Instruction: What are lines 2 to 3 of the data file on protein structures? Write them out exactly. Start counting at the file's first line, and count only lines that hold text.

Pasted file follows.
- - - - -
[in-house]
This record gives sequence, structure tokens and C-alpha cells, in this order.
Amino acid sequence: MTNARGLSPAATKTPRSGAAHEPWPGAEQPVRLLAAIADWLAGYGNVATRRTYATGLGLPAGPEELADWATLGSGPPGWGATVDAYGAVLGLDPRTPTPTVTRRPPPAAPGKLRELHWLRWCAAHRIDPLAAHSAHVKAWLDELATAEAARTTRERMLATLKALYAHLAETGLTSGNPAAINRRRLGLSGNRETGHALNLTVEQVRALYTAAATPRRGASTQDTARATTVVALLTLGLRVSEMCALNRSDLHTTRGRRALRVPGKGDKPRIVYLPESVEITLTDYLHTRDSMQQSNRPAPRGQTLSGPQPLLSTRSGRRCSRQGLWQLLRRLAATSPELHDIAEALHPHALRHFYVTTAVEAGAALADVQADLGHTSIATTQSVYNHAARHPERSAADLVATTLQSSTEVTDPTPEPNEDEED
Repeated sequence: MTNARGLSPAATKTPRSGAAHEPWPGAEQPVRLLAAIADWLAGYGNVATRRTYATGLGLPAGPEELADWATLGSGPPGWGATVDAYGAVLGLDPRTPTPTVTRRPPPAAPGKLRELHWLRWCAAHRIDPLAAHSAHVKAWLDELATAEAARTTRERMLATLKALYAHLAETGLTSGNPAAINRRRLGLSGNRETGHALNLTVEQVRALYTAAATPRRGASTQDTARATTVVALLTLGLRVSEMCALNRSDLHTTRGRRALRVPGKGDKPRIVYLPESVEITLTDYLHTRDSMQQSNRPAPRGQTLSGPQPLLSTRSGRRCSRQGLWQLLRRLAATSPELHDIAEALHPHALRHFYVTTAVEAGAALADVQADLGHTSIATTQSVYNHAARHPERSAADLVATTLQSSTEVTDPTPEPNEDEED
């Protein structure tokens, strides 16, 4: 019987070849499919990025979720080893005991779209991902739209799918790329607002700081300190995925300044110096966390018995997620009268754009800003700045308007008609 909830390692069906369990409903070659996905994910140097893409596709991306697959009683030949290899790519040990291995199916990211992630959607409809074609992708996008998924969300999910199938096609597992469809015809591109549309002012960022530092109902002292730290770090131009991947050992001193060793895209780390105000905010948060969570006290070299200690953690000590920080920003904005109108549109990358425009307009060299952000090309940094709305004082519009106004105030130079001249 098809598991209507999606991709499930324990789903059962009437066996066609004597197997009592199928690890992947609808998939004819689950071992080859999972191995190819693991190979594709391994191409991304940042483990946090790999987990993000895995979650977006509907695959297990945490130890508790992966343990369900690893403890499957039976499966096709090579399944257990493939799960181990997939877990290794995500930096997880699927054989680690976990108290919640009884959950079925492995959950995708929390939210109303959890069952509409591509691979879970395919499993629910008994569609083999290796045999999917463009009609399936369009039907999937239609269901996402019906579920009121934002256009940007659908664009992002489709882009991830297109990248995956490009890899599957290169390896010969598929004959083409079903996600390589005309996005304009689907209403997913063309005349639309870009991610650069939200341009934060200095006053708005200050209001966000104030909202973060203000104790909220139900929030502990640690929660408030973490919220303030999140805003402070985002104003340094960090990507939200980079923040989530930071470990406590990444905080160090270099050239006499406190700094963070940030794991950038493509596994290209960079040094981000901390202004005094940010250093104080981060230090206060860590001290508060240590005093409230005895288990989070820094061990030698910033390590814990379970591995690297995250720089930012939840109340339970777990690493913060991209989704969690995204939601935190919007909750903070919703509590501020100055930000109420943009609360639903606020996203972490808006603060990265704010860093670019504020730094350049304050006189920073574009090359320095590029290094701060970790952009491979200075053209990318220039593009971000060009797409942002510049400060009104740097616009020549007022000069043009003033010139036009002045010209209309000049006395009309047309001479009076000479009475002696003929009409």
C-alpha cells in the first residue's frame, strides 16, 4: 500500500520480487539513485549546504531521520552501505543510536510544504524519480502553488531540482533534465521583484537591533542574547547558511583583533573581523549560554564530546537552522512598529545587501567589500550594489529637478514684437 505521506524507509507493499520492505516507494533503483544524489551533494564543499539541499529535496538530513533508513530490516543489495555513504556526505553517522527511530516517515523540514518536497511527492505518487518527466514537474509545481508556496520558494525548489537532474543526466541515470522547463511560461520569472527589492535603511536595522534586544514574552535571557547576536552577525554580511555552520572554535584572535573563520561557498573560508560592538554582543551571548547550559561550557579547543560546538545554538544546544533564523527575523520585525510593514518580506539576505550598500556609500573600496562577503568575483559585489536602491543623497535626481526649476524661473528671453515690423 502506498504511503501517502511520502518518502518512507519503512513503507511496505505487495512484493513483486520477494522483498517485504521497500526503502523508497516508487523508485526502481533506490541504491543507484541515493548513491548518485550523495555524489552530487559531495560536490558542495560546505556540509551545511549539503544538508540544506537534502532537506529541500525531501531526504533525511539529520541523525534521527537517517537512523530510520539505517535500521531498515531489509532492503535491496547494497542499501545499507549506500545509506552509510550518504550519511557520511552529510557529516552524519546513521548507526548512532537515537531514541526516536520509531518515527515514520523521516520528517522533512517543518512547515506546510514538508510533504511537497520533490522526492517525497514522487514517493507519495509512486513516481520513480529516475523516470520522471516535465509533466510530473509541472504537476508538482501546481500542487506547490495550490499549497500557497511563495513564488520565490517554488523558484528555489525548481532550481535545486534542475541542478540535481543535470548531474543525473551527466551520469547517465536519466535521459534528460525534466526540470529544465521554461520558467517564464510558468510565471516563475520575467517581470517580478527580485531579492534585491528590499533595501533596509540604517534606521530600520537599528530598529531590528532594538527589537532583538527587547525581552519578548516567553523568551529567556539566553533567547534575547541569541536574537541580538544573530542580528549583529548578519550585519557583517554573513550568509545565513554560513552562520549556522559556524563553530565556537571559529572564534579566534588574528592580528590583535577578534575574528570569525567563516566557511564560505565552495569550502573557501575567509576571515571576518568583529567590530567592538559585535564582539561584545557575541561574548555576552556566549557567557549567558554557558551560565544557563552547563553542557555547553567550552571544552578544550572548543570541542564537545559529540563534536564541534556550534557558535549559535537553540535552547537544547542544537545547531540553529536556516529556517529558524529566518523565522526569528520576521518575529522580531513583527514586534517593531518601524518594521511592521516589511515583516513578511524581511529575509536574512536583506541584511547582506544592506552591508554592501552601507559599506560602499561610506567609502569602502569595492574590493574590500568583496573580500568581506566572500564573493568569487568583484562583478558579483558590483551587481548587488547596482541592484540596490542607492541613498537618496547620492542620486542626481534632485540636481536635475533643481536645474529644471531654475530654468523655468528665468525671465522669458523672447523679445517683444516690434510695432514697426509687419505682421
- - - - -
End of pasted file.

This record gives sequence, structure tokens and C-alpha cells, in this order.
Amino acid sequence: MTNARGLSPAATKTPRSGAAHEPWPGAEQPVRLLAAIADWLAGYGNVATRRTYATGLGLPAGPEELADWATLGSGPPGWGATVDAYGAVLGLDPRTPTPTVTRRPPPAAPGKLRELHWLRWCAAHRIDPLAAHSAHVKAWLDELATAEAARTTRERMLATLKALYAHLAETGLTSGNPAAINRRRLGLSGNRETGHALNLTVEQVRALYTAAATPRRGASTQDTARATTVVALLTLGLRVSEMCALNRSDLHTTRGRRALRVPGKGDKPRIVYLPESVEITLTDYLHTRDSMQQSNRPAPRGQTLSGPQPLLSTRSGRRCSRQGLWQLLRRLAATSPELHDIAEALHPHALRHFYVTTAVEAGAALADVQADLGHTSIATTQSVYNHAARHPERSAADLVATTLQSSTEVTDPTPEPNEDEED